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Seed Meter Maintenance Key to Precisely Spaced Seed
Much can be said about investing time during seeding to double-check your planter’s operating performance. That chore actually starts in the shop this month with exposing seed meters and examining their components.
Regardless of the type of meter you are employing, the process is the same. “Disassemble each meter to clean all parts using compressed air,” says Planter Doctor Kevin Kimberley, who utilizes a spray surface solvent during this chore to provide complete cleaning. “Soap and water often aren’t adequate to remove graphite and seed coatings that have stuck to all those meter parts and surfaces.”
After cleaning, and with all of a meter’s components laid out on a table, set about examining all their working parts for wear and tear. Your planter’s owner’s manual offers a great guide to examination.
finger pickup pointers
When it comes to finger pickup meters, Kimberley automatically replaces certain parts like brushes, belts, and their idlers each year. “Look for a warped baffle or elevator housing with wear and determine if it needs to be replaced. Buff away any and all rust that may have developed on metal surfaces.”
During your examination, check the meter’s faceplate for wear. “Replace plates showing wear into the second layer of metal as this can result in overplanting. If I replace the plate, I normally also replace the finger pickups at the same time.”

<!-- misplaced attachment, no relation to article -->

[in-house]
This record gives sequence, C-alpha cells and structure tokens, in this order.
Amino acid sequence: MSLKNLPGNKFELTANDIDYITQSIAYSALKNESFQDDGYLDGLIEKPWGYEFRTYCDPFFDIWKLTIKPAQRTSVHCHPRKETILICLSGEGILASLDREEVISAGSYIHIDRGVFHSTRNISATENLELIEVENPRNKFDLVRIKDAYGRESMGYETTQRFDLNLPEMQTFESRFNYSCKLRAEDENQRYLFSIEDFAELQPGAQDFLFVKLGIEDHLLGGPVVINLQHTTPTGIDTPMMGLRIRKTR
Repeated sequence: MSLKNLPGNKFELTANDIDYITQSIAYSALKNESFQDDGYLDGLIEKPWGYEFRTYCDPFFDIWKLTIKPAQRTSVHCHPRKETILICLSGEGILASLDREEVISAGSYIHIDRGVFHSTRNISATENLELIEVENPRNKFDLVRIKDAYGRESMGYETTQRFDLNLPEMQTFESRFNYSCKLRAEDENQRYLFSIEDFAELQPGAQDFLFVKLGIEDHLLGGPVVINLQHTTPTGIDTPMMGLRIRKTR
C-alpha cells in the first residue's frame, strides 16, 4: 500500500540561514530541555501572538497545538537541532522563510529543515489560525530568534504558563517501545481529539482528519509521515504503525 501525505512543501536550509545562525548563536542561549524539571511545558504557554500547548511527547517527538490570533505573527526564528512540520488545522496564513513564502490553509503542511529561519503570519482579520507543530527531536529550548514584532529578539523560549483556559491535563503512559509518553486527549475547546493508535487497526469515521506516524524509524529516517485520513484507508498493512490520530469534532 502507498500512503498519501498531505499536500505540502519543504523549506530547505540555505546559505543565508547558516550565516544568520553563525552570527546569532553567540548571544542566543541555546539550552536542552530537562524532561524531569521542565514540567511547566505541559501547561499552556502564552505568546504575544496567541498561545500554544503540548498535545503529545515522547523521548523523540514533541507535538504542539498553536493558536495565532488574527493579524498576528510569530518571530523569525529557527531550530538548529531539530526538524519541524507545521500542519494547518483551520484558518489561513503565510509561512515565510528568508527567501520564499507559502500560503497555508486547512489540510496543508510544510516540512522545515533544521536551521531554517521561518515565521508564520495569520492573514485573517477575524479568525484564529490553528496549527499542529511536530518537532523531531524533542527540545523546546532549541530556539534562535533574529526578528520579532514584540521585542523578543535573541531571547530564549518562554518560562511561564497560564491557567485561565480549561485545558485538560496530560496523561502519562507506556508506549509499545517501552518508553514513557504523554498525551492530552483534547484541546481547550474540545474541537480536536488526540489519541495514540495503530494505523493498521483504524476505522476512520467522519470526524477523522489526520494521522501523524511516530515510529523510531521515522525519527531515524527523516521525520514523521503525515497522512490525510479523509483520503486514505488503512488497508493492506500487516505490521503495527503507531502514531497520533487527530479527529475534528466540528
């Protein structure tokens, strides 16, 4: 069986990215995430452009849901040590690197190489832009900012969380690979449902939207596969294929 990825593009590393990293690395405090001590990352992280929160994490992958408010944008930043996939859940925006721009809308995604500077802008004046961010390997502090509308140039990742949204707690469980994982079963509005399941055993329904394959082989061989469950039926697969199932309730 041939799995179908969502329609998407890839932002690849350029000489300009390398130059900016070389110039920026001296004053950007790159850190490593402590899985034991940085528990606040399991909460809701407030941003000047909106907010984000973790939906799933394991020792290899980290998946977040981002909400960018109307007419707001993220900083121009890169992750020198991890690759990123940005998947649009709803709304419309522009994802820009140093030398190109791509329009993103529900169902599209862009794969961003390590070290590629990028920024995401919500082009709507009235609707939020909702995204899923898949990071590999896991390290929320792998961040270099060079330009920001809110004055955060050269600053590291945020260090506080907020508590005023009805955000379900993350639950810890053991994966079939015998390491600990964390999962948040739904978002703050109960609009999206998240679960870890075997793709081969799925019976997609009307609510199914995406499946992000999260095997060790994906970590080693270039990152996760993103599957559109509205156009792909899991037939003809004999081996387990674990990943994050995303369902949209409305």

Likewise, check the seed conveyor belts for worn paddles or cracks. “You want the belts to be pliable. Check their drive holes to see if they have elongated from working with the pulley.”
With pneumatic meters, the most challenging issue is removing seed treatment from plastic parts since “it adheres to plastic like glue,” Kimberley says.
Pneumatic meter components that require particular attention for wear include:
- Seals. They are crucial to maintain accurate vacuum.
- Meter disks. They wear far more than you realize.
- Brushes. They should be replaced every year.
- Lids and housing. They can warp from heat.
Kimberley recommends marking the pneumatic meter and each of its major components (disks, lids, etc.) with a number that corresponds to the row unit it was removed from.
With your meter repair work finished, have them calibrated by a technician. “I like to test every meter 10 times using 500 seeds in every test to be sure they operate accurately. Don’t trust that even a new planter runs accurately,” he says.
row unit work
Next, turn your attention toward row units, inspecting them for wear and tear. “Start at the front of the unit with attachments (like residue wheels or coulters) and end with the packing wheels, inspecting all moving parts in between. Every component on the drive system (including the transmission) should be examined including chains or cables, sprockets, idlers, clutches, and their bushings or bearings.
“Replace overly rusty, stiff, or kinked chains. A faulty chain can set up a vibration that affects meter accuracy, especially for hard-to-plant seed sizes,” he says. “For cable drives, remove the unit and turn the cable to see if it’s rotating smoothly. After inspection and parts replacement, operate the drive in the shop and watch all the components in action to see if adjustment or part replacement is needed.”
About the Planter Doctor
Kevin Kimberley bought his first calibration stand in 1980. Today, Kimberley and his crew at Kimberley Ag Consulting have rebuilt and calibrated tens of thousands of meters for farmers across the country. Contact the firm by going to kimberleyagconsulting.com or by calling 515/967-2583.